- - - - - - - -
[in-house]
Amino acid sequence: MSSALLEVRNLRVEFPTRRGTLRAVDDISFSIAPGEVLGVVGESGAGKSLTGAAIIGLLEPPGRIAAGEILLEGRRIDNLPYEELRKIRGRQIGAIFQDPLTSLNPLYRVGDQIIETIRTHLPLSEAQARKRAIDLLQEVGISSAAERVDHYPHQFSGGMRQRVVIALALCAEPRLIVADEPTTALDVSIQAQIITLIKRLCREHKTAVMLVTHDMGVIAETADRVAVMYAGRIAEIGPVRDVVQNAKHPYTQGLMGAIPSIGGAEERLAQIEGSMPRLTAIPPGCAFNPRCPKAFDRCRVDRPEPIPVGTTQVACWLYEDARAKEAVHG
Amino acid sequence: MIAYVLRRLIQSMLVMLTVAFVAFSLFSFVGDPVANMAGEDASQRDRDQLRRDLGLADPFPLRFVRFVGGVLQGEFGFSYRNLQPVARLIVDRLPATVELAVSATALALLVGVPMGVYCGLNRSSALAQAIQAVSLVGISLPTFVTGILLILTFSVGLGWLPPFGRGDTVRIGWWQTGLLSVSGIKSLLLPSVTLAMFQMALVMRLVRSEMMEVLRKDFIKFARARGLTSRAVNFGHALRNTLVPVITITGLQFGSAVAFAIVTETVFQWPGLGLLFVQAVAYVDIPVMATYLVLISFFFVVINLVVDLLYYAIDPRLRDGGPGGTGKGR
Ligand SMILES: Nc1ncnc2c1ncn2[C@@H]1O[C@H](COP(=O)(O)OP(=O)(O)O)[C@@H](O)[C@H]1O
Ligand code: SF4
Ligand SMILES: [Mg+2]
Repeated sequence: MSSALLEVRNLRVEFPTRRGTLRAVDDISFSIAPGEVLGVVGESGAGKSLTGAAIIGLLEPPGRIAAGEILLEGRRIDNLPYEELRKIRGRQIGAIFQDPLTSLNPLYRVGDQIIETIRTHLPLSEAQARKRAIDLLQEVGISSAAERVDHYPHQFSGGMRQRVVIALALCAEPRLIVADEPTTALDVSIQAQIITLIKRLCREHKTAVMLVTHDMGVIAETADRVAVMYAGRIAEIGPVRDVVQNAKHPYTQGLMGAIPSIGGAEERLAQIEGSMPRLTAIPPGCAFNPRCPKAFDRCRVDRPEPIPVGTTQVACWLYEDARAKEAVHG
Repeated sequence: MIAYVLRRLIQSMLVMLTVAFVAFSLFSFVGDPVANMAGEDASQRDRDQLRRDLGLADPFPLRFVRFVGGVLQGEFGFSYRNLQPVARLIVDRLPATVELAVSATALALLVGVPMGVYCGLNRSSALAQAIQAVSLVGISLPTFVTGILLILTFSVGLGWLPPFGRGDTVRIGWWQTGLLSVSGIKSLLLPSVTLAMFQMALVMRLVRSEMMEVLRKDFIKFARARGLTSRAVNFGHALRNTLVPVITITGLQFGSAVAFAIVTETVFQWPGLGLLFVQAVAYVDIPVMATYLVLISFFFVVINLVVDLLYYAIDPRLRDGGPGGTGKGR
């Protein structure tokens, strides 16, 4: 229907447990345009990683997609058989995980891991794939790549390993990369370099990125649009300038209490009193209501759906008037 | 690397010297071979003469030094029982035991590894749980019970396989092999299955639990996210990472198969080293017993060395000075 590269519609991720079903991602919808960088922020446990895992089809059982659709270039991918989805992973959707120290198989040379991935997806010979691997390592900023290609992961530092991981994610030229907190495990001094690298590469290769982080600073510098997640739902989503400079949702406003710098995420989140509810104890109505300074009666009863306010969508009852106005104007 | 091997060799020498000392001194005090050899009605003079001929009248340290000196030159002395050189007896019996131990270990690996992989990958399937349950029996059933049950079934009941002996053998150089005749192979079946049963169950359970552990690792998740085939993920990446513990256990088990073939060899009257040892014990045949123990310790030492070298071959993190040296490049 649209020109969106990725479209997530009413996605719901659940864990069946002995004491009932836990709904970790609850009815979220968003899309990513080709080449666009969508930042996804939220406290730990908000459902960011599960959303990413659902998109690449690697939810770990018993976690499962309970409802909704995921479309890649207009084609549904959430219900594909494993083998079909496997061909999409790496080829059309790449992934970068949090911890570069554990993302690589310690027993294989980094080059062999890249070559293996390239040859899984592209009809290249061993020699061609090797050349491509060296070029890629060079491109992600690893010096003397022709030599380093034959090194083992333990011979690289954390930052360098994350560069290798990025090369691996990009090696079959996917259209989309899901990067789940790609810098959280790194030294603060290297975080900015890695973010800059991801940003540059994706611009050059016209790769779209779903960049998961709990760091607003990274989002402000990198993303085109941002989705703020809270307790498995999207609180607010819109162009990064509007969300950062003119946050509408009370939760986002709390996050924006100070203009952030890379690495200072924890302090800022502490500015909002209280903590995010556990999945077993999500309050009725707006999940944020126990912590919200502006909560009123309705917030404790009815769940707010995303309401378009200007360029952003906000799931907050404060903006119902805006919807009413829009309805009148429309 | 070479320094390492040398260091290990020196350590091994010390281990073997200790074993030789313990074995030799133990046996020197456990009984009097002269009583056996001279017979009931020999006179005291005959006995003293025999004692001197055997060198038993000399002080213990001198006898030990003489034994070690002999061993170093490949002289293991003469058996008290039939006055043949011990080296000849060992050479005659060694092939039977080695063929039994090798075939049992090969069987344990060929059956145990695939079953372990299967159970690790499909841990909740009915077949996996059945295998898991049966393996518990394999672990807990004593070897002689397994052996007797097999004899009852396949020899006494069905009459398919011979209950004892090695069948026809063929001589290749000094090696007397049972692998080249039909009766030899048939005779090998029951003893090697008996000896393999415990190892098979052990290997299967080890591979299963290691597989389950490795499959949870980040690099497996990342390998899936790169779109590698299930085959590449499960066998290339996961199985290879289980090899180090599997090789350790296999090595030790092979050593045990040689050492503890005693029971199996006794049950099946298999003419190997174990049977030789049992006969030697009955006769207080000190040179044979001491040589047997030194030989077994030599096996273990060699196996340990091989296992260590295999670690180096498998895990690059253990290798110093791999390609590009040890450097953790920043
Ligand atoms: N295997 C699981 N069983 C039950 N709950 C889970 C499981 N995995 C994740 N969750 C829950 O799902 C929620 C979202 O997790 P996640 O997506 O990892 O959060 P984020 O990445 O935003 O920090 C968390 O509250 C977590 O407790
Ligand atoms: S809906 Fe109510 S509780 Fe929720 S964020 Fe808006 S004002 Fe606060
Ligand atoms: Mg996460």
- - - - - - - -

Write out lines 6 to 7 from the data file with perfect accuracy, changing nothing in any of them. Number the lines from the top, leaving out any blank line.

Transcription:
Ligand SMILES: [Mg+2]
Repeated sequence: MSSALLEVRNLRVEFPTRRGTLRAVDDISFSIAPGEVLGVVGESGAGKSLTGAAIIGLLEPPGRIAAGEILLEGRRIDNLPYEELRKIRGRQIGAIFQDPLTSLNPLYRVGDQIIETIRTHLPLSEAQARKRAIDLLQEVGISSAAERVDHYPHQFSGGMRQRVVIALALCAEPRLIVADEPTTALDVSIQAQIITLIKRLCREHKTAVMLVTHDMGVIAETADRVAVMYAGRIAEIGPVRDVVQNAKHPYTQGLMGAIPSIGGAEERLAQIEGSMPRLTAIPPGCAFNPRCPKAFDRCRVDRPEPIPVGTTQVACWLYEDARAKEAVHG